It should be obvious that the White House would never have offered arms to Iran in exchange for American hostages unless Ayatollah Ruhollah Khomeini's government controlled the fate of the hostages. Yet the Reagan administration still won't acknowledge what it has known all along: that Tehran calls the shots in the terrorist camps of northern Lebanon.
Here is a story pieced together by U.S. intelligence agencies long before the White House tried to deal with the Khomeini regime:
Khomeini formed the Supreme Council of the Islamic Revolution in September 1981 to oversee terrorist operations. "All Moslems must rise up and conquer their fear of death," he proclaimed, "so that they can conquer the whole world."
From Shiite Moslem communities around the world, he recruited fanatics who swore their willingness to die for him. They were brought to Iran for indoctrination and training in nine basic "boot camps." Their apparent function is to serve as the terrorist arm of the Revolutionary Guards. Together, they formed the Islamic Revolutionary Movement, which seems to be directed by Iran's foreign ministry. Orders have been intercepted from the ministry to terrorists in the field.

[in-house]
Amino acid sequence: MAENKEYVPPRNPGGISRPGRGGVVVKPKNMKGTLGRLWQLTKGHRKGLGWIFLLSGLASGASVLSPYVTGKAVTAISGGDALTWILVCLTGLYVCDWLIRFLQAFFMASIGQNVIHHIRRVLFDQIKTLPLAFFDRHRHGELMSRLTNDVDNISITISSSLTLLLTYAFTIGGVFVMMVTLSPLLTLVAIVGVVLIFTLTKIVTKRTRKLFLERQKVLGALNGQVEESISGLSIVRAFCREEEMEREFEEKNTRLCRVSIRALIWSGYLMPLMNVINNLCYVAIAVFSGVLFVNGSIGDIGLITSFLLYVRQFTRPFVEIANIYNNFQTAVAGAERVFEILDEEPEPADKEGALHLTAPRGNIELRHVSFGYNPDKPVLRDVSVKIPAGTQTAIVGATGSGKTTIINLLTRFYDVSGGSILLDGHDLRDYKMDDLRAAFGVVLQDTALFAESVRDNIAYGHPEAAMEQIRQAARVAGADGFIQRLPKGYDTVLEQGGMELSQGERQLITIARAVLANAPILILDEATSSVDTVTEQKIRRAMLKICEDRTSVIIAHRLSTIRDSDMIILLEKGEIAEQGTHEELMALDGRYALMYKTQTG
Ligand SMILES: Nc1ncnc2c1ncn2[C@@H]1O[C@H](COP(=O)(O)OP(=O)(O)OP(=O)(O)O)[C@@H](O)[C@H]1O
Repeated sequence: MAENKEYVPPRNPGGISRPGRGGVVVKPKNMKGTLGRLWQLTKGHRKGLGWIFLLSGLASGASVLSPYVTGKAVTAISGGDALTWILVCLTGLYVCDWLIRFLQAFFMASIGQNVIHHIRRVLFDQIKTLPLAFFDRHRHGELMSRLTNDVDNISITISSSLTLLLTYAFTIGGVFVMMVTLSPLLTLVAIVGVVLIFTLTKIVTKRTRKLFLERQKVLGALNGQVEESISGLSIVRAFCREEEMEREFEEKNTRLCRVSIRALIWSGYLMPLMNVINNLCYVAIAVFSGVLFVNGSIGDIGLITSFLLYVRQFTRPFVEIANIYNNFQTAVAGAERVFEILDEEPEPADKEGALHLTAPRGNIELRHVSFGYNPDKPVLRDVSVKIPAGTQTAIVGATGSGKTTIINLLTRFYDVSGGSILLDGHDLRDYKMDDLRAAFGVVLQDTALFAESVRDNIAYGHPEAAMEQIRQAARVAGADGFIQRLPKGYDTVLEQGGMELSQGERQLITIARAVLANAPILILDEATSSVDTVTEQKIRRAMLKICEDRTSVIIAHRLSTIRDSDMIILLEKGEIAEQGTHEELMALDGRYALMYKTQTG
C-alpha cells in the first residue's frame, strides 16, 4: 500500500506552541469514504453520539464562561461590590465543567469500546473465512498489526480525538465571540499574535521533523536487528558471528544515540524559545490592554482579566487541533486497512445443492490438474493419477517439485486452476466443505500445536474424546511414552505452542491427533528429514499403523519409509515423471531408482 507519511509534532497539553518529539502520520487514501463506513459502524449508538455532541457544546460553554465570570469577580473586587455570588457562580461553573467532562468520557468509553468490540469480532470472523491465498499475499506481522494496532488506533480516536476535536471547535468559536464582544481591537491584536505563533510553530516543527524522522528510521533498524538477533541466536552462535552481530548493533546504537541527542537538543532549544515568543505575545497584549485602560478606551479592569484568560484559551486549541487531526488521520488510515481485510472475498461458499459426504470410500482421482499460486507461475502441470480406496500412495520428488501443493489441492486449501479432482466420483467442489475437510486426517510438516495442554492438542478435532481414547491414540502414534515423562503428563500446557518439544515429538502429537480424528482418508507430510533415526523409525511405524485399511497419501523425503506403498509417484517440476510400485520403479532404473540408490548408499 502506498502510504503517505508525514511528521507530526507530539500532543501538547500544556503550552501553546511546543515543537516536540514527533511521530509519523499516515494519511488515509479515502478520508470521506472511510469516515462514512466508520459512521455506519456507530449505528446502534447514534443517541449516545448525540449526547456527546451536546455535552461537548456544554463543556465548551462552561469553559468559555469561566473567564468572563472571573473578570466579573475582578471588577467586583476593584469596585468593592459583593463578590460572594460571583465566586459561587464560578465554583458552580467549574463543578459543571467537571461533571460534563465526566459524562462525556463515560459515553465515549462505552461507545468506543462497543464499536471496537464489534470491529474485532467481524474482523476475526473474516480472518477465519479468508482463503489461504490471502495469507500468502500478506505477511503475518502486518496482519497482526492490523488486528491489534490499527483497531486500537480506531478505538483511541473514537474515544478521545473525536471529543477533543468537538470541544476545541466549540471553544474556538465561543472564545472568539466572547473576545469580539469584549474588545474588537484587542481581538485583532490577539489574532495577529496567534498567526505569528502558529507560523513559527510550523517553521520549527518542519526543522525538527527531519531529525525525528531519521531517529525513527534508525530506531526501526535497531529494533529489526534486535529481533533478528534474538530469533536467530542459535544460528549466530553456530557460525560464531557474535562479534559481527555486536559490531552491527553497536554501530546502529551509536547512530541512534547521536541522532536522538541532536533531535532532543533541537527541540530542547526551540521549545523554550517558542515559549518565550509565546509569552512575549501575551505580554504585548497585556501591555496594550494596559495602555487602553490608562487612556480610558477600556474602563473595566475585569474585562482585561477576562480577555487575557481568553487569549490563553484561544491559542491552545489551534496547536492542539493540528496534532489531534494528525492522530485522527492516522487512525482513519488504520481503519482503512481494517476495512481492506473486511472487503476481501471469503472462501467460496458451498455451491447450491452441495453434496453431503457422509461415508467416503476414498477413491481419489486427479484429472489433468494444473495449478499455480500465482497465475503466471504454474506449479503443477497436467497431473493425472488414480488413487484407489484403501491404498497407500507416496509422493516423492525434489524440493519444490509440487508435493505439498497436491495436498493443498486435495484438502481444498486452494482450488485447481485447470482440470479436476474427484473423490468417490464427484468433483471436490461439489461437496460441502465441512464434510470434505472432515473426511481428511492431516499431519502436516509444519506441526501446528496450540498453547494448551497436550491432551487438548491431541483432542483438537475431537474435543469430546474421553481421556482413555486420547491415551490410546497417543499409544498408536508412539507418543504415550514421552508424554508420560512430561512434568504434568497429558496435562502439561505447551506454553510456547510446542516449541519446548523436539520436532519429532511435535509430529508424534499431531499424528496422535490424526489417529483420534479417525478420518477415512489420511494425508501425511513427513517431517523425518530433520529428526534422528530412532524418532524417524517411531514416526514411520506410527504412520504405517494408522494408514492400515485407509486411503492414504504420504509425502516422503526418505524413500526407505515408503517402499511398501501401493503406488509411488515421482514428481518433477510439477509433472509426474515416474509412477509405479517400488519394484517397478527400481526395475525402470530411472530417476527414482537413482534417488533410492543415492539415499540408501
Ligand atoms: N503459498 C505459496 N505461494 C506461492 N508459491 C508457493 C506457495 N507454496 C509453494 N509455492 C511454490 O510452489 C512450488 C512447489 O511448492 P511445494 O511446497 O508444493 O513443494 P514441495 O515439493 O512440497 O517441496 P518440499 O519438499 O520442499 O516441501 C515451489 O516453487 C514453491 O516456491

In June 1982, Khomeini dispatched some 350 Revolutionary Guards to the Bekaa Valley in eastern Lebanon. They set up headquarters in a former schoolhouse in Baalbek, joining terrorist comrades in forming a secret joint command known as the Council of Lebanon. Their ultimate aim: To create another theocratic Islamic regime in Lebanon in the Khomeini image.
The terrorists set up headquarters in a former Lebanese army post on a hillside above the town. The Revolutionary Guards, meanwhile, began recruiting and training more terrorists from the dispossessed Shiite community.
Apparently the terrorists are divided into different groups, whose loyalty and reliability varies. They operate under various names -- Hezbollah, Islamic Jihad, Islamic Amel -- but all take direction from the secret Council of Lebanon, which gets its orders from Tehran..
Though different groups have engaged in kidnappings, the hostages reportedly are turned over to the Hezbollah security chief, who follows orders from Tehran, collaborates closely with the Revolutionary Guards and is said to have personal ties to the ayatollah's son. Thus, Khomeini indirectly controls the hostages' fate. His orders reportedly are relayed by Iran's foreign ministry to the terrorists and torturers in Bekaa.
For example, CIA official William Buckley was delivered to Revolutionary Guard headquarters in Baalbek. Rumors that Buckley had been tortured to death were confirmed, according to the Tower Commission, on Dec. 5, 1985. Yet the Reagan administration, fearing the news might disrupt its secret negotiations with Tehran, denied knowledge.
We broke the story Dec. 13, 1985, with this epitaph: "The U.S. government is still denying the only thing William Buckley can now claim as his own: his death. We hope the American people won't allow the country's forgotten hostage to remain forgotten. He deserves the Medal of Honor, not obscurity."